content="And a social description for our cool page"
        />
        <meta
          property="og:image"
          content="https://example.com/images/cool-page.jpg"
        />
      </Head>
      <h1>Cool Page</h1>
      <p>This is a cool page. It has lots of cool content!</p>
    </div>
  )
}

export default IndexPage

Having a shareable link that offers a description and title, along with a picture that represents the page's content does not have a direct effect on SEO rankings, but it indirectly increases the clickability of the link, which will ultimately lead to more visitors to your site.

Structured Data and JSON-LD

Structured data facilitates the understanding of your pages to search engines. Over the years, there have been several vocabularies in place, but currently the main one is schema.org.

According to the website, schema.org is a "collaborative, community activity with a mission to create, maintain, and promote schemas for structured data on the Internet, on web pages, in email messages, and beyond."

Schema.org's vocabulary can be used with many different encodings, including RDFa, Microdata, and JSON-LD.

Different search engines might adapt different vocabularies within schema.org, and no search engine covers all the use cases described the website's vocabulary. Be sure to check which vocabularies are accepted in each case.

An example of a what a product page might look like adding the JSON-LD product schema data:

import Head from 'next/head'

function ProductPage() {
  function addProductJsonLd() {
    return {
      __html: `{
      "@context": "https://schema.org/",
      "@type": "Product",
      "name": "Executive Anvil",
      "image": [
        "https://example.com/photos/1x1/photo.jpg",
        "https://example.com/photos/4x3/photo.jpg",
        "https://example.com/photos/16x9/photo.jpg"
       ],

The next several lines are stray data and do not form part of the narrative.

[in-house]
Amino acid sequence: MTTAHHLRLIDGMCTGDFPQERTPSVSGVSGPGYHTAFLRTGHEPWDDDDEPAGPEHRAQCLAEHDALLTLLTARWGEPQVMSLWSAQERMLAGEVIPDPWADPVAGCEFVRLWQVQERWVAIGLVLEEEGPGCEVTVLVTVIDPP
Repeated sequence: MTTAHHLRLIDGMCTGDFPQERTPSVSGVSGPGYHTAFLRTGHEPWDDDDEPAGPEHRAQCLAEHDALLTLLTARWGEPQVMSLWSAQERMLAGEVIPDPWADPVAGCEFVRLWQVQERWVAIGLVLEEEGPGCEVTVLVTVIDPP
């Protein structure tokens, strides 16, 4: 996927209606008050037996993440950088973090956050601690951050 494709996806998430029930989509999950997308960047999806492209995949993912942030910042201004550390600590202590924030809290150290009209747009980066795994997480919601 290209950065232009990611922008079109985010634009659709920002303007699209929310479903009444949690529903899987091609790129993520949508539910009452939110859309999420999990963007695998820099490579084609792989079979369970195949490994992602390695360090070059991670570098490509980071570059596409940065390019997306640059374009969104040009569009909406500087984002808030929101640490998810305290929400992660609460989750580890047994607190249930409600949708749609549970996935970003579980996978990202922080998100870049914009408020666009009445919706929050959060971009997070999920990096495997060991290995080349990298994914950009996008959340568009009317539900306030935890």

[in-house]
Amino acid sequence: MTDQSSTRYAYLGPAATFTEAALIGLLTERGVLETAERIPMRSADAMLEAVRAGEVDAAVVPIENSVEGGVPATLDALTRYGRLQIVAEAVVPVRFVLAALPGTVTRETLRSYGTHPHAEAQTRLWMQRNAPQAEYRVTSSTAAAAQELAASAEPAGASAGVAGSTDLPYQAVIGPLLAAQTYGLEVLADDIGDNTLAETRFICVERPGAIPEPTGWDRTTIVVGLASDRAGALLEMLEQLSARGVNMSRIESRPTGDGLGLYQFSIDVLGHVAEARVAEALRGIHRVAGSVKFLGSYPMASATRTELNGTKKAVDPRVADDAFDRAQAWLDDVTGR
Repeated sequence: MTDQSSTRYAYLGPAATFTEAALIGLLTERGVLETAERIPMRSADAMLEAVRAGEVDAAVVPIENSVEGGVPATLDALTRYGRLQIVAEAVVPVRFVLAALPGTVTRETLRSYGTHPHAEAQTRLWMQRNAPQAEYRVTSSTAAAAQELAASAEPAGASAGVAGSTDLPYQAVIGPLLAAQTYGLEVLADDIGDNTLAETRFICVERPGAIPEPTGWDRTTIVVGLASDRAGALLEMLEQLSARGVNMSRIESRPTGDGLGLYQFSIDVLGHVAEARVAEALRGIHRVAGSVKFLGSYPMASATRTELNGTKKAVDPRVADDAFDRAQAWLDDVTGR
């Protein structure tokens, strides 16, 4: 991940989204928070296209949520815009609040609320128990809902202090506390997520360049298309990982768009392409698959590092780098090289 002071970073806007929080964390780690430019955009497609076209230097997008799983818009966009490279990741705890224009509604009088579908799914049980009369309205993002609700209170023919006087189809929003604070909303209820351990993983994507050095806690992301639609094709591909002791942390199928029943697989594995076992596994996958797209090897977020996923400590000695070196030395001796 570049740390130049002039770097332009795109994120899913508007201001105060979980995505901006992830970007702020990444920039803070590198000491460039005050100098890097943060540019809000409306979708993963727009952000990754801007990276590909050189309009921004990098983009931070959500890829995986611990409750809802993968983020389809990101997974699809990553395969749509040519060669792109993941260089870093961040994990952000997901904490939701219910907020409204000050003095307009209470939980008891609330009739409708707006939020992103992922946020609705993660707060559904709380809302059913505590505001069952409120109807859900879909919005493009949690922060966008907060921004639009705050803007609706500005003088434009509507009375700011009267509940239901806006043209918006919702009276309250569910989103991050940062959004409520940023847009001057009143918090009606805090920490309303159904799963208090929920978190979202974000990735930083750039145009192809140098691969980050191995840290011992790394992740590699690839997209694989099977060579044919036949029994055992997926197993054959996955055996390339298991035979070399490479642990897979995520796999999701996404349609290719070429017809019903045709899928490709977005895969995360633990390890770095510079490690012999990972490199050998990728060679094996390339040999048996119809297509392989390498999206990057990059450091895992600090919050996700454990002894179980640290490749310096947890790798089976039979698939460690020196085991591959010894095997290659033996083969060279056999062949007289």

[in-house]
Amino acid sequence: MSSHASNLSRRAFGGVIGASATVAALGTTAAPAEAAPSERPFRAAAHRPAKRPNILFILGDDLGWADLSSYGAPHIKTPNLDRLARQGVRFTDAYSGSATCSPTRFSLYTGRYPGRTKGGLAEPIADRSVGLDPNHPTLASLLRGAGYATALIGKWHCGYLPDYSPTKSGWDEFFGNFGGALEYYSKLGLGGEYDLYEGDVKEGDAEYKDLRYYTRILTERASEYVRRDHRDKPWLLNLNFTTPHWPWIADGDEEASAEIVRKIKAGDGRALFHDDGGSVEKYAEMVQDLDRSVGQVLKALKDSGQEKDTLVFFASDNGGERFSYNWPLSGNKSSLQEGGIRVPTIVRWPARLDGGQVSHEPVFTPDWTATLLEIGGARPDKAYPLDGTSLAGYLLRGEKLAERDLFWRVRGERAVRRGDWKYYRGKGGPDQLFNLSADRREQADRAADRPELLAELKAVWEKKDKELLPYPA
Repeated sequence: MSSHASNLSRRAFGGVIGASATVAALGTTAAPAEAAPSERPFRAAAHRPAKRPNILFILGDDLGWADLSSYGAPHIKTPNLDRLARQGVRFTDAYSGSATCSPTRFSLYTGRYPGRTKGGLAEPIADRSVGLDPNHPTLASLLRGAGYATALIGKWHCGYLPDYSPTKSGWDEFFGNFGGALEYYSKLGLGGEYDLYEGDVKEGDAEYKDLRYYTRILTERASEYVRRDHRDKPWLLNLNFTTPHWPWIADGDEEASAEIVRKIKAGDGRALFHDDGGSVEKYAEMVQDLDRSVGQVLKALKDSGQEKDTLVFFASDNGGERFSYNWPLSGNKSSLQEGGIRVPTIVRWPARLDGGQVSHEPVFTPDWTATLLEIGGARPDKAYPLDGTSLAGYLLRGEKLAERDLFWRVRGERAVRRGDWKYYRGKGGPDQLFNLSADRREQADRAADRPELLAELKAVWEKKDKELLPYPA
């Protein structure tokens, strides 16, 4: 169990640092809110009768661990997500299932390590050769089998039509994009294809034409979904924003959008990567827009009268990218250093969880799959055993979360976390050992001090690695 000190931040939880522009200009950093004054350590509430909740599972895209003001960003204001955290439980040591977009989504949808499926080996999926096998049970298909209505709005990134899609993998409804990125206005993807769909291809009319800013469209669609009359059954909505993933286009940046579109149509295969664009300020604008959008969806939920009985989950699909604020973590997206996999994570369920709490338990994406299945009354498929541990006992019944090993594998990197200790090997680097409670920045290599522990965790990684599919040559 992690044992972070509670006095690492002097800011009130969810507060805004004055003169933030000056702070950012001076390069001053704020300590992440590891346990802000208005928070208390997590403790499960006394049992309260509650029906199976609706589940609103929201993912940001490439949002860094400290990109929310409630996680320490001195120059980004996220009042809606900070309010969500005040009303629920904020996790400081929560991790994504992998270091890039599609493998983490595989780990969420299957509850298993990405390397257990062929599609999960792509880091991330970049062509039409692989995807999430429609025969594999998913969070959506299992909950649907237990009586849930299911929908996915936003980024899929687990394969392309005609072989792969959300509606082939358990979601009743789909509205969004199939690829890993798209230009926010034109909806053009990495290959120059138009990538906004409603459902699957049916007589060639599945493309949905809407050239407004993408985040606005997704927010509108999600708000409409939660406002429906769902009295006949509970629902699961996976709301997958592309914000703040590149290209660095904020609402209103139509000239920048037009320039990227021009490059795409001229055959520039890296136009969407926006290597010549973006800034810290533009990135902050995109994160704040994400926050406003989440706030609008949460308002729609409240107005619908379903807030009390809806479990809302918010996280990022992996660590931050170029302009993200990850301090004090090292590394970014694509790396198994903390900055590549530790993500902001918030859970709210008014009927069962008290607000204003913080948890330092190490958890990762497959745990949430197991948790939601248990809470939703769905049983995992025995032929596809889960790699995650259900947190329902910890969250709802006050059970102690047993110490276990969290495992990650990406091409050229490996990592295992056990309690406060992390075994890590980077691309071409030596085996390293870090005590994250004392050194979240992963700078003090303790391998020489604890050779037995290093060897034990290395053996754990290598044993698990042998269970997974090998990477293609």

"description": "Sleeker than ACME's Classic Anvil, the Executive Anvil is perfect for the business traveler looking for something to drop from a height.",
      "sku": "0446310786",
      "mpn": "925872",
      "brand": {
        "@type": "Brand",
        "name": "ACME"
      },
      "review": {
        "@type": "Review",
        "reviewRating": {
          "@type": "Rating",
          "ratingValue": "4",
          "bestRating": "5"
        },
        "author": {
          "@type": "Person",
          "name": "Fred Benson"
        }
      },
      "aggregateRating": {
        "@type": "AggregateRating",
        "ratingValue": "4.4",
        "reviewCount": "89"
      },
      "offers": {
        "@type": "Offer",
        "url": "https://example.com/anvil",
        "priceCurrency": "USD",
        "price": "119.99",
        "priceValidUntil": "2020-11-20",
        "itemCondition": "https://schema.org/UsedCondition",
        "availability": "https://schema.org/InStock"
      }
    }
  `
    }
  }
  return (
    <div>
      <Head>
        <title>My Product</title>
        <meta
          name="description"
          content="Super product with free shipping."
          key="desc"
        />
        <script
          type="application/ld+json"
          dangerouslySetInnerHTML={addProductJsonLd()}
          key="product-jsonld"
        />
      </Head>
      <h1>My Product</h1>
      <p>Super product for sale.</p>
    </div>
  )
}

export default ProductPage

In this example, the data is hardcoded as a string, but you can easily pass the data to the `addProductJsonLd` method to make it fully dynamic.


Quick Review

Which of the following is used on social media?

Further Reading